University of San Diego

University of San Diego
Motto Emitte Spiritum Tuum (Latin)
Motto in English
Send Forth Thy Spirit
Type Private
Established 1949
Affiliation Roman Catholic
Endowment $395.6 million (2013)[1]
President James T. Harris III [2]
Academic staff
Undergraduates 5,741
Postgraduates 1,773
Other students
Location San Diego, California, U.S.
32°46′16″N 117°11′15″W / 32.77111°N 117.18750°W / 32.77111; -117.18750Coordinates: 32°46′16″N 117°11′15″W / 32.77111°N 117.18750°W / 32.77111; -117.18750
Campus Urban
Colors Blue and white[3]
Athletics NCAA Division I - WCC, Pioneer Football League
Sports 17 varsity teams
Nickname Toreros
Mascot Diego Torero
Affiliations ACCU

The University of San Diego (USD) is a private Roman Catholic university in San Diego, California. The university offers 42 baccalaureate degrees, and several degrees in law, nursing, (masters, PhD, and DNP), and other doctorate programs. The university comprises seven different academic colleges.[4]


Immaculata Parish Church at USD showing the architectural style of the campus.

Chartered in 1949, the university opened its doors to its first class of students in 1952 as the San Diego College for Women. Reverend Charles F. Buddy, D.D., then bishop of the Diocese of San Diego and Reverend Mother Rosalie Hill, RSCJ, a Superior Vicaress of the Society of the Sacred Heart of Jesus, chartered the institution from resources drawn from their respective organizations on a stretch of land known as "Alcalá Park," named for San Diego de Alcalá. In September 1954, the San Diego College for Men and the School of Law opened. These two schools originally occupied Bogue Hall on the same site of University High School, which would later become the home of the University of San Diego High School. Starting in 1954, Alcalá Park also served as the diocesan chancery office and housed the episcopal offices, until the diocese moved to a vacated Benedictine convent that was converted to a pastoral center. In 1957, Immaculate Heart Major Seminary and St. Francis Minor Seminary were moved into their newly completed facility, now known as Maher Hall. The Immaculata Chapel, now no longer affiliated with USD, also opened that year as part of the seminary facilities. For nearly two decades, these schools co-existed on Alcalá Park. Immaculate Heart closed at the end of 1968, when its building was renamed De Sales Hall; St. Francis remained open until 1970, when it was transferred to another location on campus, leaving all of the newly named Bishop Leo T. Maher Hall to the newly merged co-educational University of San Diego in 1972. Since then, the university has grown quickly and has been able to increase its assets and academic programs. The student body, the local community, patrons, alumni, and many organizations have been integral to the university's development.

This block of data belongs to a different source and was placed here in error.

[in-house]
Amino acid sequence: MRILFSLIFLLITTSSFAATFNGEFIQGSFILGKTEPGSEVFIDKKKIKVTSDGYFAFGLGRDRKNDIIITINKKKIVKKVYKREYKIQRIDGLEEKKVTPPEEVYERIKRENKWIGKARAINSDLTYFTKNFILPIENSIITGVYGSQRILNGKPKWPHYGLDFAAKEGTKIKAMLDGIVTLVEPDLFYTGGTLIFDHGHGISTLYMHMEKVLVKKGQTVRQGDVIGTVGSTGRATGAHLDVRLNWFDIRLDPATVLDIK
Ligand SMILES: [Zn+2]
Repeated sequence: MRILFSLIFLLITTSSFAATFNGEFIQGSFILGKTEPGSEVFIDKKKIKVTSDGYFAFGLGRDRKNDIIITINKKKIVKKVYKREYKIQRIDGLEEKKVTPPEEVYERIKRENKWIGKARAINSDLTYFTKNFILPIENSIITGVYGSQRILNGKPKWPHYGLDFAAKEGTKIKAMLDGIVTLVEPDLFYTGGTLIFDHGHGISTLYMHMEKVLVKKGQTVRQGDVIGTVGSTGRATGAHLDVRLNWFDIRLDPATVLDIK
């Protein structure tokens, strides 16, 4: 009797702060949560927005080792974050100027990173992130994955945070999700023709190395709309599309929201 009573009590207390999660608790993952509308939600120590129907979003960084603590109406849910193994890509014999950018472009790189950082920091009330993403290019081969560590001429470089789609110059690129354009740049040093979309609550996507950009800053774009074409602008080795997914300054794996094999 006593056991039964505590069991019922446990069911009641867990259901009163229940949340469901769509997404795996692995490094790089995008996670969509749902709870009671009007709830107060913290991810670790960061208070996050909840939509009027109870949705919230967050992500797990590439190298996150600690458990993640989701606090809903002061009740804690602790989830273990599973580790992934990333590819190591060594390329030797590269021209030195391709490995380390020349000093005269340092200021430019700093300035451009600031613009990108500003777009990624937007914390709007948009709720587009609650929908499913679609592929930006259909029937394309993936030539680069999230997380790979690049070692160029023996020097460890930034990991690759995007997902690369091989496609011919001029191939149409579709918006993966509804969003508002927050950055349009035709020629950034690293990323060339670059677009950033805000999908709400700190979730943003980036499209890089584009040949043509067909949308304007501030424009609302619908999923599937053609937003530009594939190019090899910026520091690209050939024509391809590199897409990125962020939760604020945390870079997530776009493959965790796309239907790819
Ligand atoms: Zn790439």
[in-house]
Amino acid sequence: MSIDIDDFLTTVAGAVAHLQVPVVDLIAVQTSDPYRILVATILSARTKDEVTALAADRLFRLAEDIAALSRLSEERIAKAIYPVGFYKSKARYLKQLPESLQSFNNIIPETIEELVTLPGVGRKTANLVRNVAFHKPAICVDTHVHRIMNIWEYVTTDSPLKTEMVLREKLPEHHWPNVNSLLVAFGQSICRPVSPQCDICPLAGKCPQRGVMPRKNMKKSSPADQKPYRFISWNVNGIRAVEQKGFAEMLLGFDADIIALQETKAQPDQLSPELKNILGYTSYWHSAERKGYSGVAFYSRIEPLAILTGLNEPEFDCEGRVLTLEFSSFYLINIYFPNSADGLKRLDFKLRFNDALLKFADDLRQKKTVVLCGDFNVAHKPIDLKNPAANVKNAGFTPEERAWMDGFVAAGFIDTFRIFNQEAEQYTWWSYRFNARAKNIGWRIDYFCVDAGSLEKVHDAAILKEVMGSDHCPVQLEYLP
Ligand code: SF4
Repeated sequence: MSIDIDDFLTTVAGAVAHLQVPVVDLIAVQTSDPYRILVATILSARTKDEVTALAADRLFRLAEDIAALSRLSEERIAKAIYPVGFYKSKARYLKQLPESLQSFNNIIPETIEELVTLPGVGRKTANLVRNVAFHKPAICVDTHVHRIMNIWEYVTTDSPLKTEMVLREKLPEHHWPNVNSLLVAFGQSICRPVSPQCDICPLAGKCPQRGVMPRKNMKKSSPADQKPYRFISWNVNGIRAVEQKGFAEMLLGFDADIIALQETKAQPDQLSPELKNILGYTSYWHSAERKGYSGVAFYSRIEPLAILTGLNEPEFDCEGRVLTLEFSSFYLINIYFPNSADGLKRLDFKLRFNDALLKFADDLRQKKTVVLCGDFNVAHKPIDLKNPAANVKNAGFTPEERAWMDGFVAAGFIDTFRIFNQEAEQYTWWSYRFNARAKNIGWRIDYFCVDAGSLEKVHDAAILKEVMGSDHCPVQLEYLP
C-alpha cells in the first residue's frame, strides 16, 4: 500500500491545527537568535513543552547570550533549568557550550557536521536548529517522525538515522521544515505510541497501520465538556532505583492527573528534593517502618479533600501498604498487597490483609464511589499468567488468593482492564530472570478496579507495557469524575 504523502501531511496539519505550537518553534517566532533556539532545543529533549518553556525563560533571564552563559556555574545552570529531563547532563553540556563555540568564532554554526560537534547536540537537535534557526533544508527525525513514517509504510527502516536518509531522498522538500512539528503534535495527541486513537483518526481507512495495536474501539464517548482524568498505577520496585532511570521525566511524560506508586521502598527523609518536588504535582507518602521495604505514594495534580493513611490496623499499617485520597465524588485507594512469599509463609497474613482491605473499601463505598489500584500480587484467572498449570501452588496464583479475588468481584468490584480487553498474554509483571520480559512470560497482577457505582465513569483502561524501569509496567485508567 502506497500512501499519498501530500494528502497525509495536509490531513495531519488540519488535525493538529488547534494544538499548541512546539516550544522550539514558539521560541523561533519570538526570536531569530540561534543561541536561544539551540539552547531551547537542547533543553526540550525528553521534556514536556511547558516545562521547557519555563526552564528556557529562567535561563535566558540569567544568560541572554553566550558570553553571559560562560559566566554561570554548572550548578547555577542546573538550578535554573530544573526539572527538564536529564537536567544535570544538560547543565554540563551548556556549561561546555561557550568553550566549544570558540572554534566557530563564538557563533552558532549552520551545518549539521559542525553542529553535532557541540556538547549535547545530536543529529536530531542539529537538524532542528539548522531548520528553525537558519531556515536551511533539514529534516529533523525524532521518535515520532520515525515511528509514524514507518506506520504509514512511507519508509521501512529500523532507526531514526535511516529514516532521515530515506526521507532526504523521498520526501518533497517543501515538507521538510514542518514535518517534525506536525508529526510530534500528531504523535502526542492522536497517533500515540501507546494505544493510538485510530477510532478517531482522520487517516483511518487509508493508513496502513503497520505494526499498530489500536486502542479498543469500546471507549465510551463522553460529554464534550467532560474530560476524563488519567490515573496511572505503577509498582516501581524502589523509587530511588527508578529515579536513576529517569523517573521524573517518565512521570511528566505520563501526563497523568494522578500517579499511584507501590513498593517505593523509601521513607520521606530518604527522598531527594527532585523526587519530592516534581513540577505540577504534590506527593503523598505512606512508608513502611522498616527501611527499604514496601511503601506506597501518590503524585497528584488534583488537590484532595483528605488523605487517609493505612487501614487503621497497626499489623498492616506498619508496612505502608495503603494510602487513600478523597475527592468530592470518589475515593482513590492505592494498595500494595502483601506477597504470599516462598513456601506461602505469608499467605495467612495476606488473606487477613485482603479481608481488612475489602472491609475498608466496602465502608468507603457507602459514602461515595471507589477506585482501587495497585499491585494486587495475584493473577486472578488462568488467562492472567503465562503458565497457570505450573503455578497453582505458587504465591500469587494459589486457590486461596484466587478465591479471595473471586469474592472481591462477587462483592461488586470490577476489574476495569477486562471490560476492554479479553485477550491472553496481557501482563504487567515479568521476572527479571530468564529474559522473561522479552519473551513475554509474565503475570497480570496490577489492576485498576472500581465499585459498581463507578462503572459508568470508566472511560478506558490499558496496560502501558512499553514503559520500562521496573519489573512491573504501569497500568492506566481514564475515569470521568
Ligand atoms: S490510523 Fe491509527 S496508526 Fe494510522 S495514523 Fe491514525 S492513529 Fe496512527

The Universidad de Alcalá in Spain, inspiration for Mother Hill's USD

Significant periods of expansion of the university, since the 1972 merger, occurred in the mid-1980s, as well as in 1998, when Joan B. Kroc, philanthropist and wife of McDonald's financier Ray Kroc, endowed USD with a gift of $25 million for the construction of the Institute for Peace & Justice. Another significant donation to the college came in the form of multimillion-dollar gifts from weight-loss tycoon Jenny Craig, inventor Donald Shiley, investment banker and alumnus Bert Degheri, and an additional gift of $50 million Mrs. Kroc left the School of Peace Studies upon her death. These gifts helped make possible, respectively, the Jenny Craig Pavilion (an athletic arena), the Donald P. Shiley Center for Science and Technology, the Joan B. Kroc School of Peace Studies, and the Degheri Alumni Center. As a result, USD has been able to host the West Coast Conference (WCC) basketball tournament in 2002, 2003 and 2008, and hosted international functions such as the Kyoto Laureate Symposium at the Joan B. Kroc Institute for Peace & Justice and at USD's Shiley Theatre. Shiley's gift has provided the university with some additional, and more advanced, teaching laboratories than it had previously. In 2005, the university expanded the Colachis Plaza from the Immaculata along Marian Way to the east end of Hall, which effectively closed the east end of the campus to vehicular traffic. That same year, the student body approved plans for a renovation and expansion of the Hahn University Center which began at the end of 2007. The new Student Life Pavilion (SLP) opened in 2009 and hosts the university's new student dining area(s), offices for student organizations and event spaces. The Hahn University Center is now home to administrative offices, meeting and event spaces, and a restaurant and wine bar, La Gran Terazza.

As of Fall 2012, USD's total enrollment was 8,105 undergraduate, graduate, and law students.[5]

In 2015, the U.S. Department of Education's Office for Civil Rights opened an investigation into the university because it allegedly “failed to provide a prompt and equitable resolution to a sexual assault complaint".[6] The complaint was made by a female law student against two other male law students. The 29-year-old woman, whose name was not disclosed, said she was raped in a bathroom during an off-campus party in May 2013. The party was for students to celebrate the completion of their first year of law school. The woman also filed a civil suit against the alleged perpetrators and the school. In her suit, the student claims that University of San Diego officials also discouraged her from "pursuing any action against her rapists" and said that if she did, her name could become public.[7]

Environment and location